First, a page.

Suddenly the screen flickered to life and here they were! All seven, seated on their sofa in front of us – the three older girls Salma, 10, Alma, 8 and Judy, 6, twin boys Ahmed and Adam, dad Mohammad and mum Raja’a with her warm smile and perfect English, ready to help us all communicate with one another.
It was a fantastic meeting. We were keen to learn more about their lives and they told us they are currently under a partial lockdown because of Covid, with all the schools out, though Mohammed is still able to work part time. Meanwhile, the children keep themselves busy playing outside, riding bikes and drawing – just like ours. In fact, Raja’s eldest daughter Salma and my eldest Erin share a passion for art, exchanging pictures on Zoom.
‘They’re really good,’ Erin whispered to me on the couch, admiring Salma’s figurative drawings. ‘I’d like to draw like that.’
Since Raja’a is the most proficient English speaker she did most of the talking for her family, although Phil exchanged a few words of Arabic with her husband Mohammad and we found out a little bit more about them both. Raja’a is an English language school teacher and Mohammed an architect and accountant, though he has a PhD in Political Science. She too has an impressive educational background in civil engineering. They live in a duplex with Mohammed’s family in the same block and though the children enjoy going to the beach, they are not able to do this as much as they like right now because of the pandemic.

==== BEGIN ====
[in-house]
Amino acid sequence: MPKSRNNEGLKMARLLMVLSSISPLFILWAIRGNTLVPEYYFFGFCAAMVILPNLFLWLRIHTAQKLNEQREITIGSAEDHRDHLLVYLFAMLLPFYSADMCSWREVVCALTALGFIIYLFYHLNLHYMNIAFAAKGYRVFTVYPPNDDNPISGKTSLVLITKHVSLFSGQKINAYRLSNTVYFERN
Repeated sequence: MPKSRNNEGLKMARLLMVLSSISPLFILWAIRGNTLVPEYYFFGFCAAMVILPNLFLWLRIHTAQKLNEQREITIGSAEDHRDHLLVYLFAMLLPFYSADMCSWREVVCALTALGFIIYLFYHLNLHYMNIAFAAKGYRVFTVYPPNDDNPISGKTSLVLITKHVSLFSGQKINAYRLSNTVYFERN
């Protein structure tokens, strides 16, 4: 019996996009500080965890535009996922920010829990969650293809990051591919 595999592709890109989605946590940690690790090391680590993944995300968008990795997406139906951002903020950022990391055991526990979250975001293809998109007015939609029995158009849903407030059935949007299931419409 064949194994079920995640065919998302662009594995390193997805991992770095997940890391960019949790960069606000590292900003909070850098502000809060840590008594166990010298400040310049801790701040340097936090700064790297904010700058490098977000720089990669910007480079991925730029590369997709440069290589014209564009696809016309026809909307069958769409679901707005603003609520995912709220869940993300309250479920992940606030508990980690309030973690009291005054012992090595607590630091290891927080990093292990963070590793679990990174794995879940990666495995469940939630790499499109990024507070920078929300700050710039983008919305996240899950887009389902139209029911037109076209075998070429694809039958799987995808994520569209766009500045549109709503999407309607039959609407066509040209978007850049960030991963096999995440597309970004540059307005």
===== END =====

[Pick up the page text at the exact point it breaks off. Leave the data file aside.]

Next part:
Likewise, we told them something about our lives in Brede, East Sussex, running a campsite and living in the countryside. I showed them one of Phil’s squashes that he grows on his vegetable patch and described some of the dishes we cook. Then, a revelation.
‘You’re vegetarians?’ Raja’a exclaimed.
‘Yes,’ I laughed.
‘All of you?’
‘Yes. Are there any vegetarians in Gaza?’
‘No, I’ve never met any here.’
That was surprising. I was also stunned to learn that we were talking to the family during an electricity outage.
‘This is normal,’ said Raja’a. ‘It’s off now and we won’t have electricity for another seven hours.’ That was 4pm Gaza time – I tried to imagine living every day and night with no electricity, how difficult that would be. But Raja’a was philosophical: ‘We get used to it.’
Right now, they were running their computer off a battery and they open their curtains as wide as possible to make use of the natural light.
All the while Salma, Alma and Judy sat patiently beside their mother. Not the twins! Bored of sitting still, they had crawled off to other adventures – climbing on the windows, forcing Raja’a and Mohammad to jump up and retrieve them every now and then. Forty minutes flew by and before we knew it it was time to say goodbye.